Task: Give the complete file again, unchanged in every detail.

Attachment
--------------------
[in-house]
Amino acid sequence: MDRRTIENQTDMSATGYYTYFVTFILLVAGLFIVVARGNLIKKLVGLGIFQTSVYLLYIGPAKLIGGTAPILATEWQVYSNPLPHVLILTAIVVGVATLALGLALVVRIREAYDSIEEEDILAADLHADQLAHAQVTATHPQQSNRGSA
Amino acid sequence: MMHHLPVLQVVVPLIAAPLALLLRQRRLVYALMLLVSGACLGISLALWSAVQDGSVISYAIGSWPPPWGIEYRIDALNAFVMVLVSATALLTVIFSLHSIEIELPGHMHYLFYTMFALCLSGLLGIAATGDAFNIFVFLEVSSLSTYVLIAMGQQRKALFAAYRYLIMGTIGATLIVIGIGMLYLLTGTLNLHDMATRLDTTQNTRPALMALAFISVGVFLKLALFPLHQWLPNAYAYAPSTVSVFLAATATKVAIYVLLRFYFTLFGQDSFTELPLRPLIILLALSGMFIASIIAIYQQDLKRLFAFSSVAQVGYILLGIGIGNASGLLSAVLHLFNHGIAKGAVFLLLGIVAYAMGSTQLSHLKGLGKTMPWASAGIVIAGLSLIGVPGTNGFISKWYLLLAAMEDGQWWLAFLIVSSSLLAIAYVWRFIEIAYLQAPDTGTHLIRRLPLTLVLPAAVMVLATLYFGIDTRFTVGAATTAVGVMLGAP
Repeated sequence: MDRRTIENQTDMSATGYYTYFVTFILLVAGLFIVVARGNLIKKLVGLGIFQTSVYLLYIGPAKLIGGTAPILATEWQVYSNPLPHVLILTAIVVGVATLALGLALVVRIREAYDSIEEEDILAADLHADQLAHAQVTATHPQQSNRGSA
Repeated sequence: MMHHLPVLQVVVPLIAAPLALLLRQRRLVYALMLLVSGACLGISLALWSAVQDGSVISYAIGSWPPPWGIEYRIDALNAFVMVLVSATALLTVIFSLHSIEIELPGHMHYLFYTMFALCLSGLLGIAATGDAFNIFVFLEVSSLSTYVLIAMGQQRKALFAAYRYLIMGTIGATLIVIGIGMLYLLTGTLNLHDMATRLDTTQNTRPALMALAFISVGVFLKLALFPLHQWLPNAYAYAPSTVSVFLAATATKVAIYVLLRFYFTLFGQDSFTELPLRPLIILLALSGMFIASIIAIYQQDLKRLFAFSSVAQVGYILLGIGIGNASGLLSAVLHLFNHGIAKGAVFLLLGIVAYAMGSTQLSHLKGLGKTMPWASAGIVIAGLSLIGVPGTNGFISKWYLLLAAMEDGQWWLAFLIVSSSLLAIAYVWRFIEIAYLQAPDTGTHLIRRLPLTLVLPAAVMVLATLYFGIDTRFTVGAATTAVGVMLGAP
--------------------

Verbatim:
[in-house]
Amino acid sequence: MDRRTIENQTDMSATGYYTYFVTFILLVAGLFIVVARGNLIKKLVGLGIFQTSVYLLYIGPAKLIGGTAPILATEWQVYSNPLPHVLILTAIVVGVATLALGLALVVRIREAYDSIEEEDILAADLHADQLAHAQVTATHPQQSNRGSA
Amino acid sequence: MMHHLPVLQVVVPLIAAPLALLLRQRRLVYALMLLVSGACLGISLALWSAVQDGSVISYAIGSWPPPWGIEYRIDALNAFVMVLVSATALLTVIFSLHSIEIELPGHMHYLFYTMFALCLSGLLGIAATGDAFNIFVFLEVSSLSTYVLIAMGQQRKALFAAYRYLIMGTIGATLIVIGIGMLYLLTGTLNLHDMATRLDTTQNTRPALMALAFISVGVFLKLALFPLHQWLPNAYAYAPSTVSVFLAATATKVAIYVLLRFYFTLFGQDSFTELPLRPLIILLALSGMFIASIIAIYQQDLKRLFAFSSVAQVGYILLGIGIGNASGLLSAVLHLFNHGIAKGAVFLLLGIVAYAMGSTQLSHLKGLGKTMPWASAGIVIAGLSLIGVPGTNGFISKWYLLLAAMEDGQWWLAFLIVSSSLLAIAYVWRFIEIAYLQAPDTGTHLIRRLPLTLVLPAAVMVLATLYFGIDTRFTVGAATTAVGVMLGAP
Repeated sequence: MDRRTIENQTDMSATGYYTYFVTFILLVAGLFIVVARGNLIKKLVGLGIFQTSVYLLYIGPAKLIGGTAPILATEWQVYSNPLPHVLILTAIVVGVATLALGLALVVRIREAYDSIEEEDILAADLHADQLAHAQVTATHPQQSNRGSA
Repeated sequence: MMHHLPVLQVVVPLIAAPLALLLRQRRLVYALMLLVSGACLGISLALWSAVQDGSVISYAIGSWPPPWGIEYRIDALNAFVMVLVSATALLTVIFSLHSIEIELPGHMHYLFYTMFALCLSGLLGIAATGDAFNIFVFLEVSSLSTYVLIAMGQQRKALFAAYRYLIMGTIGATLIVIGIGMLYLLTGTLNLHDMATRLDTTQNTRPALMALAFISVGVFLKLALFPLHQWLPNAYAYAPSTVSVFLAATATKVAIYVLLRFYFTLFGQDSFTELPLRPLIILLALSGMFIASIIAIYQQDLKRLFAFSSVAQVGYILLGIGIGNASGLLSAVLHLFNHGIAKGAVFLLLGIVAYAMGSTQLSHLKGLGKTMPWASAGIVIAGLSLIGVPGTNGFISKWYLLLAAMEDGQWWLAFLIVSSSLLAIAYVWRFIEIAYLQAPDTGTHLIRRLPLTLVLPAAVMVLATLYFGIDTRFTVGAATTAVGVMLGAP